Methods

The dataset records collected in this study were identified by filtering item types categorized as “data” or “dataset” using the advanced search function in IDEALS. Returned search results were collected in an Excel spreadsheet to include data such as the Handle identifier, date ingested, file formats, composition code, and the download count from the item’s statistics report.

The Handle identifier represents the dataset record’s persistent identifier. Composition represents codes that categorize items as single or multiple file deposits. Date available represents the date the dataset record was published in the campus repository.

Download statistics were collected via a website link for each dataset record and indicates the number of times the dataset record has been downloaded. Once the data was collected, it was used to evaluate datasets deposited into IDEALS.

Results

A total of 522 datasets were identified for analysis covering the period between January 2007 and August 2016. This study revealed two influxes occurring during the period of 2008-2009 and in 2014. During the first timeframe a large number of PDFs were deposited by the Illinois Department of Agriculture.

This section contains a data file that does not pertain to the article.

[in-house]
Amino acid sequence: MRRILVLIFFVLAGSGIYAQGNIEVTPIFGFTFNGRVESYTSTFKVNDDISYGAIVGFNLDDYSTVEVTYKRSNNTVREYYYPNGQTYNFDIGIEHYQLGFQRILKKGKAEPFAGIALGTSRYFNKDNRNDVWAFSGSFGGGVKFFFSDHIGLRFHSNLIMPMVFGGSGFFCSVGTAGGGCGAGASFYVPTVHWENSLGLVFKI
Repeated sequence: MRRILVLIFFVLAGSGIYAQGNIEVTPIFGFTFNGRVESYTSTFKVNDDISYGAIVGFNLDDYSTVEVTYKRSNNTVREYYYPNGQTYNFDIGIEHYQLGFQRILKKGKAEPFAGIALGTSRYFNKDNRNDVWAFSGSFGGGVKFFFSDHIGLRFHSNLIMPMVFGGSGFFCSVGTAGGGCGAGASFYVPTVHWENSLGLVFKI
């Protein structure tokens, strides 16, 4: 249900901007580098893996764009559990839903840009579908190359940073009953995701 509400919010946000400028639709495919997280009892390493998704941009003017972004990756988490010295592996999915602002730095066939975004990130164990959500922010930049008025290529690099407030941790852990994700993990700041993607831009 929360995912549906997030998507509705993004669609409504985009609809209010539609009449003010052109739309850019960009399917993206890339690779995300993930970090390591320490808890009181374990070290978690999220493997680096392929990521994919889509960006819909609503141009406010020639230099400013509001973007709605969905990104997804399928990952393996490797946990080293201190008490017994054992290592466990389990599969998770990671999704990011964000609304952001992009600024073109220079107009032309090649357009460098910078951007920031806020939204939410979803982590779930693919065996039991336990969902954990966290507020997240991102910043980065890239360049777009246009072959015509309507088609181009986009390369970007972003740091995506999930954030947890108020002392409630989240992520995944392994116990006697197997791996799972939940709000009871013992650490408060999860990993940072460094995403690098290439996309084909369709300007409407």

Whereas, Microsoft Excel files were deposited in 2014 by the Rare Books and Manuscript Library. Single-file datasets clearly dominate the deposits in the campus repository. The total download count for all datasets was 139,663 and the average downloads per month per file across all datasets averaged 3.2.

Conclusion

Academic librarians, repository managers, and research data services staff can use the results presented here to anticipate the nature of research data that may be deposited within institutional repositories.

With increased awareness, content recruitment, and improvements, IRs can provide a viable cyberinfrastructure for researchers to deposit data, but much can be learned from the data already deposited.

Awareness of trends can help librarians facilitate discussions with researchers about research data deposits as well as better tailor their services to address short-term and long-term research needs.

URL : Assessing Research Data Deposits and Usage Statistics within IDEALS

DOI : https://doi.org/10.7191/jeslib.2017.1112

L’archivage des revues scientifiques électroniques pour les bibliothèques universitaires en France

Auteur/Author : Lore Metrat

Les résultats de la recherche, quel que soit le domaine d’étude, sont de plus en plus publiés au format numérique. Les grands éditeurs proposent aux bibliothèques des abonnements à des bouquets de revues indispensables aux chercheurs, mais de plus en plus chers.